By Kip Eideberg, AEM Vice President, Public Affairs and Advocacy
The general election matchup is settled: Democrats nominated Hillary Clinton in Philadelphia, following the Republicans’ nomination of Donald Trump in Cleveland. After one of the most tumultuous primary seasons in recent memory, both Clinton and Trump have just under 100 days to make their case to the American people.
Where do things stand for AEM members heading into the fall campaign? Here are a few key takeaways as the Clinton-Trump general election begins in earnest.
Trade in the cross-hairs –It’s hard to argue that either convention helped make the case for pro-manufacturing trade policies that will help equipment manufacturers grow exports. Trump has made his opposition to TPP and his promise to rewrite NAFTA a cornerstone of his campaign. And Clinton gave in to pressure from her left during the primary season to oppose TPP.
When a Clinton surrogate, Virginia Gov. Terry McAuliffe, suggested during the convention that Clinton may reverse course on TPP as president, Clinton’s campaign chairman moved quickly to quash the rumor. It’s unlikely that either Clinton or Trump will move to expand trade as president, both as a matter of policy and politics.
Infrastructure could be a First-100-Days priority – Here’s Hillary Clinton in her acceptance speech:
In my first 100 days, we will work with both parties to pass the biggest investment in new, good-paying jobs since World War II -- jobs in manufacturing, clean energy, technology and innovation, small business, and infrastructure. If we invest in infrastructure now, we'll not only create jobs today, but lay the foundation for the jobs of the future.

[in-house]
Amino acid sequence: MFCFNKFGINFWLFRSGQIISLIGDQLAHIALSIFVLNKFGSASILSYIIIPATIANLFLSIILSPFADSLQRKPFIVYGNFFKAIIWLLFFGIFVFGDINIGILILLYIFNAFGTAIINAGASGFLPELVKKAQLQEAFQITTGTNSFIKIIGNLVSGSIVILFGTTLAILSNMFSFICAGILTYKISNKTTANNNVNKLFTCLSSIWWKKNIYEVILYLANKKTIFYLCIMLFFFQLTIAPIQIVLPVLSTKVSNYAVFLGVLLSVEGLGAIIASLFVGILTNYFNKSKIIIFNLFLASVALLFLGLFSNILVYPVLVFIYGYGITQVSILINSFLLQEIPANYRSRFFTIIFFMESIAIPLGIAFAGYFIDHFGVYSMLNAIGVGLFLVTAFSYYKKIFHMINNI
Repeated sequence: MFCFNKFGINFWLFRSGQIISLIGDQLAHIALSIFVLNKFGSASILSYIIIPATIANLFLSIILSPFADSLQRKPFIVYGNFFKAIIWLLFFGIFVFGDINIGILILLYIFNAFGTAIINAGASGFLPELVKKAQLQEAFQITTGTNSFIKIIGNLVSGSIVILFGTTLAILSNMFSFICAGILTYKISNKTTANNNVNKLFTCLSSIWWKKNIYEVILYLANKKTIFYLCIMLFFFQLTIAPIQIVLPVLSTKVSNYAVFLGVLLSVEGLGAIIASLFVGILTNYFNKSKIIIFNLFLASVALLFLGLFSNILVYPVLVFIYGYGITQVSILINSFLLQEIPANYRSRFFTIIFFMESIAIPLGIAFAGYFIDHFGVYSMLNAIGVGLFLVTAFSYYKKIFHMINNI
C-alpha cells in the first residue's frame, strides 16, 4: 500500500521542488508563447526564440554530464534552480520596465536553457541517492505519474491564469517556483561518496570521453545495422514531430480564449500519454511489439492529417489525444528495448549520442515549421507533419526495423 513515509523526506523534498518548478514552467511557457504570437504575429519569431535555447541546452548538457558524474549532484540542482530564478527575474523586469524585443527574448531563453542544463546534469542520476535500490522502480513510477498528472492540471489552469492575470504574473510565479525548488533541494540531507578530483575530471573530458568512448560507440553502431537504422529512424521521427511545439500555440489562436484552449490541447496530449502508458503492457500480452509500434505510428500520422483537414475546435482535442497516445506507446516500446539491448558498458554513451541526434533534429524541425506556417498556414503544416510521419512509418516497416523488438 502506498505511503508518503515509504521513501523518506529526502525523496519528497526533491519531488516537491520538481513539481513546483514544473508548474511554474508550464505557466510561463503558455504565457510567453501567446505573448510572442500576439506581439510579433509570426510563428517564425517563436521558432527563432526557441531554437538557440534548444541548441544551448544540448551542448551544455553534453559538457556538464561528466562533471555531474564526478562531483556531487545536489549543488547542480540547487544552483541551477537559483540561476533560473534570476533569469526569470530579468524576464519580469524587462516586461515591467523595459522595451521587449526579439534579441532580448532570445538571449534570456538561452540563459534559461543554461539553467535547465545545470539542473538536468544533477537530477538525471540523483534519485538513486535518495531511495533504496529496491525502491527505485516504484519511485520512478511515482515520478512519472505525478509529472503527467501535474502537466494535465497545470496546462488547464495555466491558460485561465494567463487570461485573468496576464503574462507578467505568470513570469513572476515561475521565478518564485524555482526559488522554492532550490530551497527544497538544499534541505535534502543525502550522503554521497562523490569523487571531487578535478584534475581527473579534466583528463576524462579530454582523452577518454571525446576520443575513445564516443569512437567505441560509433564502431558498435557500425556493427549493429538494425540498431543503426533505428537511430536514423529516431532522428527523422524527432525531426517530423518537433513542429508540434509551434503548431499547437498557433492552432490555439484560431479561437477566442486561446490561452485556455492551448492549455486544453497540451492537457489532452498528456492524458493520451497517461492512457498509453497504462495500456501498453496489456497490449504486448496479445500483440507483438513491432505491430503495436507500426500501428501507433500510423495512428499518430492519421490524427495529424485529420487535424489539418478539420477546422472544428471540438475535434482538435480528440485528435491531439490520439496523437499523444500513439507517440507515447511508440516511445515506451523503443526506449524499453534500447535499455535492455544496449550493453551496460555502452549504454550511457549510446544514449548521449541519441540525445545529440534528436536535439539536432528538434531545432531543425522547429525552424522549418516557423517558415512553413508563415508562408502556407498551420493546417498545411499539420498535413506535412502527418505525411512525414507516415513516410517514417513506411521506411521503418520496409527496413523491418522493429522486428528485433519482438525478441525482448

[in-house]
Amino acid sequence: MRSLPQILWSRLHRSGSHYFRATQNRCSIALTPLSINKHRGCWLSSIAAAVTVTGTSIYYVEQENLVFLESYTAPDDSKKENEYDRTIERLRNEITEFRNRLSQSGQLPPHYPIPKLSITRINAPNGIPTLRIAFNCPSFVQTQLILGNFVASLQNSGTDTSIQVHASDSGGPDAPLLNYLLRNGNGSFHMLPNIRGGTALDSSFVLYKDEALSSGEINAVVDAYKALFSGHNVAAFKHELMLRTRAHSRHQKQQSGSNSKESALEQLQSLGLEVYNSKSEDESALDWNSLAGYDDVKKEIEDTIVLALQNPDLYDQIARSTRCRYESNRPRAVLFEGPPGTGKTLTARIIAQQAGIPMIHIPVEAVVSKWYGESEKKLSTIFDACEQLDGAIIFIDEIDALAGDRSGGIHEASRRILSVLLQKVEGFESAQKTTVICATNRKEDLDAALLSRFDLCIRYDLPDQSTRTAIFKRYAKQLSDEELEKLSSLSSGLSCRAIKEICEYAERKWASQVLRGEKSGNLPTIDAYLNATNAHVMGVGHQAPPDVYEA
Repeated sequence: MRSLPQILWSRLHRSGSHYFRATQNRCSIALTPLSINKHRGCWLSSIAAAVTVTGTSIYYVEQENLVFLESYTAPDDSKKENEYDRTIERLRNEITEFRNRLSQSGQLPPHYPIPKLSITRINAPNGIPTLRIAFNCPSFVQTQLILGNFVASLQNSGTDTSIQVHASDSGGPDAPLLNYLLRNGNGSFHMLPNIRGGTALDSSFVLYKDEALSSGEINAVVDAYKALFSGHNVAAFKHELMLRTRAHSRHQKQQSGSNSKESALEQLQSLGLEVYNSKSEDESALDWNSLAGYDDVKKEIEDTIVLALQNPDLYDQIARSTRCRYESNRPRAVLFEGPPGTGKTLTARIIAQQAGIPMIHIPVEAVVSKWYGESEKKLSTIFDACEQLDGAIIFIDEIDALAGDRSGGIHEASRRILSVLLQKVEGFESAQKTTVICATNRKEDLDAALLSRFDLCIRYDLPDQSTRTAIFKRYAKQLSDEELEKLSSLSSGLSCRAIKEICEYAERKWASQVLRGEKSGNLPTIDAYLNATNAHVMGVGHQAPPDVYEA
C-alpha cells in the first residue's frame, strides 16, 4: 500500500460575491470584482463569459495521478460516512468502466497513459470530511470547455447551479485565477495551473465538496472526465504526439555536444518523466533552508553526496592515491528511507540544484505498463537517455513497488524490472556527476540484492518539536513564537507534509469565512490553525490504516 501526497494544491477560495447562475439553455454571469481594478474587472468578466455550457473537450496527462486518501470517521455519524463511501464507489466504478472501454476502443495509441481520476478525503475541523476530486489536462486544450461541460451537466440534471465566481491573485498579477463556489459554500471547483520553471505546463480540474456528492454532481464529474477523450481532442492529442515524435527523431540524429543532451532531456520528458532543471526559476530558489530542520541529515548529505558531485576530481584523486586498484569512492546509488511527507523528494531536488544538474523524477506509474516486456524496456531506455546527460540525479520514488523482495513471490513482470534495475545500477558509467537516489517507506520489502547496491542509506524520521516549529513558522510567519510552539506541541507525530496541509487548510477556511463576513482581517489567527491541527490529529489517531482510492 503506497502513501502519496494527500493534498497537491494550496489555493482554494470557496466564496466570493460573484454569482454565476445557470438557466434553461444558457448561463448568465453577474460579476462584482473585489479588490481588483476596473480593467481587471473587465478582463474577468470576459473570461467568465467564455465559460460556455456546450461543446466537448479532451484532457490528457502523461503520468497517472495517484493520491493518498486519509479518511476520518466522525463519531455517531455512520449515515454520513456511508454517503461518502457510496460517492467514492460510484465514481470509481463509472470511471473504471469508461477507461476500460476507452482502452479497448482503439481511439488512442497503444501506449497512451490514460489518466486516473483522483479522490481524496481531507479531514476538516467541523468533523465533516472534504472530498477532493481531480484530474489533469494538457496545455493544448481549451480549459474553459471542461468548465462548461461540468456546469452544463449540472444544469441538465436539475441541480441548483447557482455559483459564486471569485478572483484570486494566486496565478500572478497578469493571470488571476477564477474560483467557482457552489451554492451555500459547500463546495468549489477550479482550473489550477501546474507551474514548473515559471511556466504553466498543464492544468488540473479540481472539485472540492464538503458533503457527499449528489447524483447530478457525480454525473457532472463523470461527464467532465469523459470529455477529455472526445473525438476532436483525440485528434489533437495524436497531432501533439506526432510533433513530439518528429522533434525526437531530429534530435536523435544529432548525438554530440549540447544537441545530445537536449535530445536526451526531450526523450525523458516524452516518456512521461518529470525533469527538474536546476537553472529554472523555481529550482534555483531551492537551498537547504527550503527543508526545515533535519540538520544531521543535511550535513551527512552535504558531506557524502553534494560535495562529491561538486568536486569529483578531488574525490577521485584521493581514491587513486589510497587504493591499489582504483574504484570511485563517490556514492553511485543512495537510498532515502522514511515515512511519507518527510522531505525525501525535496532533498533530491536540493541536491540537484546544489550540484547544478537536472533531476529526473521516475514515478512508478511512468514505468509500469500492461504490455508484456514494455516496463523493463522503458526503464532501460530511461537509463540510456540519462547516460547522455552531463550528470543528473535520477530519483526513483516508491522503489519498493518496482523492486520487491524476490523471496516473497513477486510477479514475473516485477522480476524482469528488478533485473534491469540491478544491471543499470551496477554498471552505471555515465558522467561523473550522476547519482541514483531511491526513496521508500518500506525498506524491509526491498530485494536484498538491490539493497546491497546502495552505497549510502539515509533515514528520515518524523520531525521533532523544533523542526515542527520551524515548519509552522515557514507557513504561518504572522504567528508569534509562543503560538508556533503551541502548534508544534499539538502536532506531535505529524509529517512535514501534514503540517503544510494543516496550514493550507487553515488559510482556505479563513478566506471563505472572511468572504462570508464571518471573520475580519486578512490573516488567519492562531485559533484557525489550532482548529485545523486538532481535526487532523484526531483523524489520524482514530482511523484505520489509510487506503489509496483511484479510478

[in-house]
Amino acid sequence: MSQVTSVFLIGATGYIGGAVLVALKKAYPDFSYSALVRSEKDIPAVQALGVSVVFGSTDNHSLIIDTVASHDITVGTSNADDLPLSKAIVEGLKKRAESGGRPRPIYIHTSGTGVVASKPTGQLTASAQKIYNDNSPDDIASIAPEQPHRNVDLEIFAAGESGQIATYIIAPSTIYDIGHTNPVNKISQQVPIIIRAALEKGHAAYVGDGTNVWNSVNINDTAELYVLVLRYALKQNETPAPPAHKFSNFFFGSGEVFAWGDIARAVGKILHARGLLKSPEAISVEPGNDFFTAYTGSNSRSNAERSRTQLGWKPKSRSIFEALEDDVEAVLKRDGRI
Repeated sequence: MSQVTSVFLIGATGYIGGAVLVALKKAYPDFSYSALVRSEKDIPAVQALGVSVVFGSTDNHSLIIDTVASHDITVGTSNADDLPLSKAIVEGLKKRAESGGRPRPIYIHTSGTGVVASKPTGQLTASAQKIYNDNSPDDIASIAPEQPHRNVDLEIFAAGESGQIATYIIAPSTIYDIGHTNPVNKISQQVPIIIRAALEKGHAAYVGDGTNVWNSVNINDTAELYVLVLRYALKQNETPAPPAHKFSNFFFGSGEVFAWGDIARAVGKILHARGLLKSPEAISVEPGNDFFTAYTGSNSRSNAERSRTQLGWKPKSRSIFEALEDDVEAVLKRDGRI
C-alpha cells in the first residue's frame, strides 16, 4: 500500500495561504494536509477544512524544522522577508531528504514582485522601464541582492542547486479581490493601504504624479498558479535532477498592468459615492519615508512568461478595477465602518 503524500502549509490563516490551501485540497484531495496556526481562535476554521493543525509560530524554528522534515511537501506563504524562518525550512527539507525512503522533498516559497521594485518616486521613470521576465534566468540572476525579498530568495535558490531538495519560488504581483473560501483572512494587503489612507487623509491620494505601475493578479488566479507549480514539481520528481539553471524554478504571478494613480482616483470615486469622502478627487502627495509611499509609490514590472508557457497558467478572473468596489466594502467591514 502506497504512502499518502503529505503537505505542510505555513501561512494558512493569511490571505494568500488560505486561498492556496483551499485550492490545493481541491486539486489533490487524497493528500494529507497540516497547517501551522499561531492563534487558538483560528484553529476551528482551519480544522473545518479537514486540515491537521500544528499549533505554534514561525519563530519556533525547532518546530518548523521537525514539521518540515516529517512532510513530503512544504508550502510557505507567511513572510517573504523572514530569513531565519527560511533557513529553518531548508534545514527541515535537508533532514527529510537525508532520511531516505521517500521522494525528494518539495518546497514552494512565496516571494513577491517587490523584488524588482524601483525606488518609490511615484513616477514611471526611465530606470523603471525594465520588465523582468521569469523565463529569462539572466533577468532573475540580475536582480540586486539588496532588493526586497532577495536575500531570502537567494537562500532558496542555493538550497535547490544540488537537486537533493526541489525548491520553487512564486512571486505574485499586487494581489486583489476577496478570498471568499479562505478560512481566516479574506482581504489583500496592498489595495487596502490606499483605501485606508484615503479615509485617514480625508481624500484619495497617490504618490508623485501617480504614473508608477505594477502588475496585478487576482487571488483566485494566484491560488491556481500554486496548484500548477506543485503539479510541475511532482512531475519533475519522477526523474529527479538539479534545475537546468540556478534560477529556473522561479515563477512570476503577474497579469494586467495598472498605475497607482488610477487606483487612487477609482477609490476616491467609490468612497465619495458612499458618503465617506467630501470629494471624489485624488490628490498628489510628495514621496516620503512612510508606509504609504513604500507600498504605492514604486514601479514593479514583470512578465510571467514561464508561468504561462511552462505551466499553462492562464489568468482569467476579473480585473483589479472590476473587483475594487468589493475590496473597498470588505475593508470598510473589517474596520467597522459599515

And here’s Trump:
This new wealth will improve the quality of life for all Americans – We will build the roads, highways, bridges, tunnels, airports, and the railways of tomorrow. This, in turn, will create millions more jobs.
New presidents typically enjoy a “honeymoon period” that gives them a chance to advance one or more major legislative initiatives. Short of reviving TPP or passing tax reform, a major infrastructure package could emerge as a top priority for the next president, regardless of who wins in November.
Make Party Conventions Great Again – The Republican and Democratic conventions have evolved in recent years into heavily scripted coronations for presidential candidates who have typically locked up the nomination months earlier. That wasn’t the case in Cleveland or Philadelphia. Republican disarray made for gripping television all week, while the vocal dissent of Bernie Sanders supporters in Philadelphia threatened to push Democrats off-message until a string of high-profile speeches righted the ship.
Who’s winning? Ask again later – Donald Trump received a discernible post-convention “bounce” in the polls, which was likely the product of skeptical Republicans reconciling themselves with Trump. This week’s polls reflect a similar “bounce” for Clinton, following a successful convention that promises to bring Sanders voters into the fold. But observers should take a couple of weeks to let the poll numbers stabilize following the conventions. Want to know who has the edge heading into this fall? See where things stand during the second or third week of August.